Mountaineering, hang-gliding, parachuting, canyoning - these challenges return the modern middle classes to the realm of risk and heroic action but in a way strangely and perhaps perversely uncoupled from either private or public commitment. Here the opportunity to exhibit courage is to be found in abundance, but always with the slight frustration that despite the adrenaline and the self-esteem that comes with mastering fear, something is missing; we are not searching for WMDs or returning a country to democracy or even exploring the extremities of the globe. There is not even any pretence of exploration or discovery.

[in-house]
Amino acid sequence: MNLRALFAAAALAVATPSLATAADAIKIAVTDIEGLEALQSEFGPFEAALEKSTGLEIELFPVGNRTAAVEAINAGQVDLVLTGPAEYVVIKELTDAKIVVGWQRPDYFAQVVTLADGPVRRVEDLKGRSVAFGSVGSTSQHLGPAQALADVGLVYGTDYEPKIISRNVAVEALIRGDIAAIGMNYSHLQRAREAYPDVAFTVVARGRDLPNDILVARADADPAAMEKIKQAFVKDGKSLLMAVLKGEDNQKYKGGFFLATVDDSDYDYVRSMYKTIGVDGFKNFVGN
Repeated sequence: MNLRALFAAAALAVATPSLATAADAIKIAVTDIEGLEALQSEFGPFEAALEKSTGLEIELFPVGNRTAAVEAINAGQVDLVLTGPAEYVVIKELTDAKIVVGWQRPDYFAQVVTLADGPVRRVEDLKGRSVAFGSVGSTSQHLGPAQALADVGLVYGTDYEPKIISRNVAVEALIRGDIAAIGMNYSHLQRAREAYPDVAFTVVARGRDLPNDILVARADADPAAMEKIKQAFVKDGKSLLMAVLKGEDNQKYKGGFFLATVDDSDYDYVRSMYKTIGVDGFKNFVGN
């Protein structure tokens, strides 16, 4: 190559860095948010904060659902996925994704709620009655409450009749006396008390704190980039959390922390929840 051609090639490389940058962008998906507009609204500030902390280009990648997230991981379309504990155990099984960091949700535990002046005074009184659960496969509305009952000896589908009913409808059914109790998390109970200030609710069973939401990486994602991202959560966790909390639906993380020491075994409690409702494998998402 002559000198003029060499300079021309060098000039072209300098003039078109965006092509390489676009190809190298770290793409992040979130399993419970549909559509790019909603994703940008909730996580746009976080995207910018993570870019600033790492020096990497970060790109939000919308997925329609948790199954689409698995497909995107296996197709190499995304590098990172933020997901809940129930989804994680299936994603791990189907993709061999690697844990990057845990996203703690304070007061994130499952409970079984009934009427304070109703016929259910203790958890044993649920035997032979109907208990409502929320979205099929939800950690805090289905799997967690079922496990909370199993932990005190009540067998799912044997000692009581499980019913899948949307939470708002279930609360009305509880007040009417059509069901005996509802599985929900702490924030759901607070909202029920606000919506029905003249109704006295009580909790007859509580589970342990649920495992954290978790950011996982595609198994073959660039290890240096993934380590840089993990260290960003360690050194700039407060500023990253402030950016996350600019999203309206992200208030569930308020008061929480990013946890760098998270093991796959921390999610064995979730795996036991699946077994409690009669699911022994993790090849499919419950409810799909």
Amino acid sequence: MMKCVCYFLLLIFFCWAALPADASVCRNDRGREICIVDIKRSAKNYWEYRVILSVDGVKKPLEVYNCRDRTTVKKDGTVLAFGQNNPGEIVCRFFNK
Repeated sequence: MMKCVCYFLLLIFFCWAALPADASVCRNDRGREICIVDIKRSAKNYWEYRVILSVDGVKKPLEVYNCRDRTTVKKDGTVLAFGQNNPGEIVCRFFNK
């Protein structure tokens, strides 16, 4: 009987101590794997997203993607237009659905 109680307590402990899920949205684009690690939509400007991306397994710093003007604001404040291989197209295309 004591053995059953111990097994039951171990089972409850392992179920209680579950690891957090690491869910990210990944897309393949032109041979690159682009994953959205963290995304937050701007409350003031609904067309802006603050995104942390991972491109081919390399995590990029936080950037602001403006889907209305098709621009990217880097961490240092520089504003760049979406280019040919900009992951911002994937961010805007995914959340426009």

Product of a domesticated and disillusioned world, extreme-sports man yearns for the moment when his adventures will push him to the brink, when it will all become real. One need only read (or watch) Joe Simpson's Touching the Void, about a mountaineering expedition that became a terrifying ordeal, to appreciate all the ambiguities here. Having survived, Simpson is clearly not unhappy that things went so badly wrong; he learned so much about himself. At the same time, the expedition remains completely cut off from any larger concerns, in a way meaningless, and hence a curious sadness hangs over it.